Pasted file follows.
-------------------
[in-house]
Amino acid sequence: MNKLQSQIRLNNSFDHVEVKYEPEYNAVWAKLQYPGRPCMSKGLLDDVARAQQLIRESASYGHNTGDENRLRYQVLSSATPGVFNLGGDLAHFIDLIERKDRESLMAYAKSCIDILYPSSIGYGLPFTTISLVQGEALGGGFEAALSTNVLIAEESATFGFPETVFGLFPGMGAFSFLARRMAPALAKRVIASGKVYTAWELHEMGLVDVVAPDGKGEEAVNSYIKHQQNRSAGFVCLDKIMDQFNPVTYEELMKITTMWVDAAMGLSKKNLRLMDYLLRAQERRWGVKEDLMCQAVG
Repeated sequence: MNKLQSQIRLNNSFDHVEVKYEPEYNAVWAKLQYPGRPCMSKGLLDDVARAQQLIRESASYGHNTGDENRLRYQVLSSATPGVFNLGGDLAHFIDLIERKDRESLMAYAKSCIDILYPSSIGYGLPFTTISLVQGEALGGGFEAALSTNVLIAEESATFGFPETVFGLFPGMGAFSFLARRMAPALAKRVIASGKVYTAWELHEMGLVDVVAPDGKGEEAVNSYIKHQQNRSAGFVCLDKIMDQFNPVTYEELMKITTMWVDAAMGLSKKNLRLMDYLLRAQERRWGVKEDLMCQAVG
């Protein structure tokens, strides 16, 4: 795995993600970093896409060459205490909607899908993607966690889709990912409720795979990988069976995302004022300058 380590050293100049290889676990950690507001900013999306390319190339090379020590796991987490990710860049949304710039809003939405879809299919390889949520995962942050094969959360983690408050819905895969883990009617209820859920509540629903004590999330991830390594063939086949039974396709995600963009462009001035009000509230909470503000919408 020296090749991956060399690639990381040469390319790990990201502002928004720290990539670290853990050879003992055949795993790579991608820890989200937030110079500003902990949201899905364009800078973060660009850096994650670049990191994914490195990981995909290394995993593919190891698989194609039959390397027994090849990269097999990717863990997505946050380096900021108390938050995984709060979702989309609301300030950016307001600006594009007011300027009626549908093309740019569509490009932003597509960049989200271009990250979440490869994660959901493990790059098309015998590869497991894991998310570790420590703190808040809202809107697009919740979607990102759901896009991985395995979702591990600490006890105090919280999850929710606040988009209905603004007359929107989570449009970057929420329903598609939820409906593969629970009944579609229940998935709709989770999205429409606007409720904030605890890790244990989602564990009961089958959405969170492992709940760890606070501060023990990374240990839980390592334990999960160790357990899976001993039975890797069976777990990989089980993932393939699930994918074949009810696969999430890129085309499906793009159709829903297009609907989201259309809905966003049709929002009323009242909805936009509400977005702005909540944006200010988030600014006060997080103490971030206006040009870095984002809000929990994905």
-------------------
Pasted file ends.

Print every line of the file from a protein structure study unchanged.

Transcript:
[in-house]
Amino acid sequence: MNKLQSQIRLNNSFDHVEVKYEPEYNAVWAKLQYPGRPCMSKGLLDDVARAQQLIRESASYGHNTGDENRLRYQVLSSATPGVFNLGGDLAHFIDLIERKDRESLMAYAKSCIDILYPSSIGYGLPFTTISLVQGEALGGGFEAALSTNVLIAEESATFGFPETVFGLFPGMGAFSFLARRMAPALAKRVIASGKVYTAWELHEMGLVDVVAPDGKGEEAVNSYIKHQQNRSAGFVCLDKIMDQFNPVTYEELMKITTMWVDAAMGLSKKNLRLMDYLLRAQERRWGVKEDLMCQAVG
Repeated sequence: MNKLQSQIRLNNSFDHVEVKYEPEYNAVWAKLQYPGRPCMSKGLLDDVARAQQLIRESASYGHNTGDENRLRYQVLSSATPGVFNLGGDLAHFIDLIERKDRESLMAYAKSCIDILYPSSIGYGLPFTTISLVQGEALGGGFEAALSTNVLIAEESATFGFPETVFGLFPGMGAFSFLARRMAPALAKRVIASGKVYTAWELHEMGLVDVVAPDGKGEEAVNSYIKHQQNRSAGFVCLDKIMDQFNPVTYEELMKITTMWVDAAMGLSKKNLRLMDYLLRAQERRWGVKEDLMCQAVG
């Protein structure tokens, strides 16, 4: 795995993600970093896409060459205490909607899908993607966690889709990912409720795979990988069976995302004022300058 380590050293100049290889676990950690507001900013999306390319190339090379020590796991987490990710860049949304710039809003939405879809299919390889949520995962942050094969959360983690408050819905895969883990009617209820859920509540629903004590999330991830390594063939086949039974396709995600963009462009001035009000509230909470503000919408 020296090749991956060399690639990381040469390319790990990201502002928004720290990539670290853990050879003992055949795993790579991608820890989200937030110079500003902990949201899905364009800078973060660009850096994650670049990191994914490195990981995909290394995993593919190891698989194609039959390397027994090849990269097999990717863990997505946050380096900021108390938050995984709060979702989309609301300030950016307001600006594009007011300027009626549908093309740019569509490009932003597509960049989200271009990250979440490869994660959901493990790059098309015998590869497991894991998310570790420590703190808040809202809107697009919740979607990102759901896009991985395995979702591990600490006890105090919280999850929710606040988009209905603004007359929107989570449009970057929420329903598609939820409906593969629970009944579609229940998935709709989770999205429409606007409720904030605890890790244990989602564990009961089958959405969170492992709940760890606070501060023990990374240990839980390592334990999960160790357990899976001993039975890797069976777990990989089980993932393939699930994918074949009810696969999430890129085309499906793009159709829903297009609907989201259309809905966003049709929002009323009242909805936009509400977005702005909540944006200010988030600014006060997080103490971030206006040009870095984002809000929990994905």